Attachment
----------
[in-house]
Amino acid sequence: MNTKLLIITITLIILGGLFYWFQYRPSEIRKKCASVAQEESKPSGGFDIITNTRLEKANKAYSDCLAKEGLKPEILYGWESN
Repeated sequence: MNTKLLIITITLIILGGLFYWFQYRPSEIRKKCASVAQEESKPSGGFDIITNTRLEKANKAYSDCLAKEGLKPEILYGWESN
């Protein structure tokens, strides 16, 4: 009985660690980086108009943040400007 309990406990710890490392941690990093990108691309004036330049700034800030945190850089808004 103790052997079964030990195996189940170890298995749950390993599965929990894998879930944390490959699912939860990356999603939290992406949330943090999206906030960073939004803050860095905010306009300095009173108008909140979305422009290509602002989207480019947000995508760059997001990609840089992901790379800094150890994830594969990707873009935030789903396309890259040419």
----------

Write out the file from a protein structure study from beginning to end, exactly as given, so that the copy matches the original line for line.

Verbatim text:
[in-house]
Amino acid sequence: MNTKLLIITITLIILGGLFYWFQYRPSEIRKKCASVAQEESKPSGGFDIITNTRLEKANKAYSDCLAKEGLKPEILYGWESN
Repeated sequence: MNTKLLIITITLIILGGLFYWFQYRPSEIRKKCASVAQEESKPSGGFDIITNTRLEKANKAYSDCLAKEGLKPEILYGWESN
């Protein structure tokens, strides 16, 4: 009985660690980086108009943040400007 309990406990710890490392941690990093990108691309004036330049700034800030945190850089808004 103790052997079964030990195996189940170890298995749950390993599965929990894998879930944390490959699912939860990356999603939290992406949330943090999206906030960073939004803050860095905010306009300095009173108008909140979305422009290509602002989207480019947000995508760059997001990609840089992901790379800094150890994830594969990707873009935030789903396309890259040419």